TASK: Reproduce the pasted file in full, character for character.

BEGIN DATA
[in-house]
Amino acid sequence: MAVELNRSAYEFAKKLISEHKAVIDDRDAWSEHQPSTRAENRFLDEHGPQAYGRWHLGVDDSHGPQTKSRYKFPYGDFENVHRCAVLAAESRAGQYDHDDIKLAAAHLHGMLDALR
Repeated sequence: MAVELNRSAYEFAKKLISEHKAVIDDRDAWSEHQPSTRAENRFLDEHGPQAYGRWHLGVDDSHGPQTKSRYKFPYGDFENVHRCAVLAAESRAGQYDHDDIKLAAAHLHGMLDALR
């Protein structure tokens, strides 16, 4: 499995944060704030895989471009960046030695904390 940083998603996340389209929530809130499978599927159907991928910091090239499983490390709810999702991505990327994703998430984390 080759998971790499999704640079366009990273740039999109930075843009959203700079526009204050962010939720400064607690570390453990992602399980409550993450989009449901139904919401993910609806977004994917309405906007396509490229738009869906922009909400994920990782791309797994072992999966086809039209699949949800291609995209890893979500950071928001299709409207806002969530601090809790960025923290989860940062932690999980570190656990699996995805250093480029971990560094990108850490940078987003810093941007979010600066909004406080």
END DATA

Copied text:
[in-house]
Amino acid sequence: MAVELNRSAYEFAKKLISEHKAVIDDRDAWSEHQPSTRAENRFLDEHGPQAYGRWHLGVDDSHGPQTKSRYKFPYGDFENVHRCAVLAAESRAGQYDHDDIKLAAAHLHGMLDALR
Repeated sequence: MAVELNRSAYEFAKKLISEHKAVIDDRDAWSEHQPSTRAENRFLDEHGPQAYGRWHLGVDDSHGPQTKSRYKFPYGDFENVHRCAVLAAESRAGQYDHDDIKLAAAHLHGMLDALR
């Protein structure tokens, strides 16, 4: 499995944060704030895989471009960046030695904390 940083998603996340389209929530809130499978599927159907991928910091090239499983490390709810999702991505990327994703998430984390 080759998971790499999704640079366009990273740039999109930075843009959203700079526009204050962010939720400064607690570390453990992602399980409550993450989009449901139904919401993910609806977004994917309405906007396509490229738009869906922009909400994920990782791309797994072992999966086809039209699949949800291609995209890893979500950071928001299709409207806002969530601090809790960025923290989860940062932690999980570190656990699996995805250093480029971990560094990108850490940078987003810093941007979010600066909004406080």